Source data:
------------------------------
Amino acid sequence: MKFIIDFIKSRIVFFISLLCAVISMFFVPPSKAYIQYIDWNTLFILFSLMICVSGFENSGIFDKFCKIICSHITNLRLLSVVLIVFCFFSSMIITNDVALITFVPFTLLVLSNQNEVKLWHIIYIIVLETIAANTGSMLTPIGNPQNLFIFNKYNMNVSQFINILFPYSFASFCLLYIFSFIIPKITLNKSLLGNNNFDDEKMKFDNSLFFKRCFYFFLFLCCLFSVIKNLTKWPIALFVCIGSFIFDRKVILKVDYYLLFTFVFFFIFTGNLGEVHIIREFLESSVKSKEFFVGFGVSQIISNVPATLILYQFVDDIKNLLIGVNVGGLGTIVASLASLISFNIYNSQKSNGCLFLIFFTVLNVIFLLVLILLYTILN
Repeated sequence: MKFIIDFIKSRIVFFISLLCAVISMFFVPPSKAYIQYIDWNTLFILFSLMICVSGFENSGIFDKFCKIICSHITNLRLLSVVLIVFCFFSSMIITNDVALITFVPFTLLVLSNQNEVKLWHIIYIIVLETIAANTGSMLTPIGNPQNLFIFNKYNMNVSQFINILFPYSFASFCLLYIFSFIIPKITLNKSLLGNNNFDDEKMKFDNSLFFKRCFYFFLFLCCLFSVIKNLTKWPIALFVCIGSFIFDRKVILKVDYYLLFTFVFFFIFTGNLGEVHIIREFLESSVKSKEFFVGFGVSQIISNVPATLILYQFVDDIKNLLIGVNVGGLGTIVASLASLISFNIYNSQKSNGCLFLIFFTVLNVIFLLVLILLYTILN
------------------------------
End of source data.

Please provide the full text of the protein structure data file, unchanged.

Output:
Amino acid sequence: MKFIIDFIKSRIVFFISLLCAVISMFFVPPSKAYIQYIDWNTLFILFSLMICVSGFENSGIFDKFCKIICSHITNLRLLSVVLIVFCFFSSMIITNDVALITFVPFTLLVLSNQNEVKLWHIIYIIVLETIAANTGSMLTPIGNPQNLFIFNKYNMNVSQFINILFPYSFASFCLLYIFSFIIPKITLNKSLLGNNNFDDEKMKFDNSLFFKRCFYFFLFLCCLFSVIKNLTKWPIALFVCIGSFIFDRKVILKVDYYLLFTFVFFFIFTGNLGEVHIIREFLESSVKSKEFFVGFGVSQIISNVPATLILYQFVDDIKNLLIGVNVGGLGTIVASLASLISFNIYNSQKSNGCLFLIFFTVLNVIFLLVLILLYTILN
Repeated sequence: MKFIIDFIKSRIVFFISLLCAVISMFFVPPSKAYIQYIDWNTLFILFSLMICVSGFENSGIFDKFCKIICSHITNLRLLSVVLIVFCFFSSMIITNDVALITFVPFTLLVLSNQNEVKLWHIIYIIVLETIAANTGSMLTPIGNPQNLFIFNKYNMNVSQFINILFPYSFASFCLLYIFSFIIPKITLNKSLLGNNNFDDEKMKFDNSLFFKRCFYFFLFLCCLFSVIKNLTKWPIALFVCIGSFIFDRKVILKVDYYLLFTFVFFFIFTGNLGEVHIIREFLESSVKSKEFFVGFGVSQIISNVPATLILYQFVDDIKNLLIGVNVGGLGTIVASLASLISFNIYNSQKSNGCLFLIFFTVLNVIFLLVLILLYTILN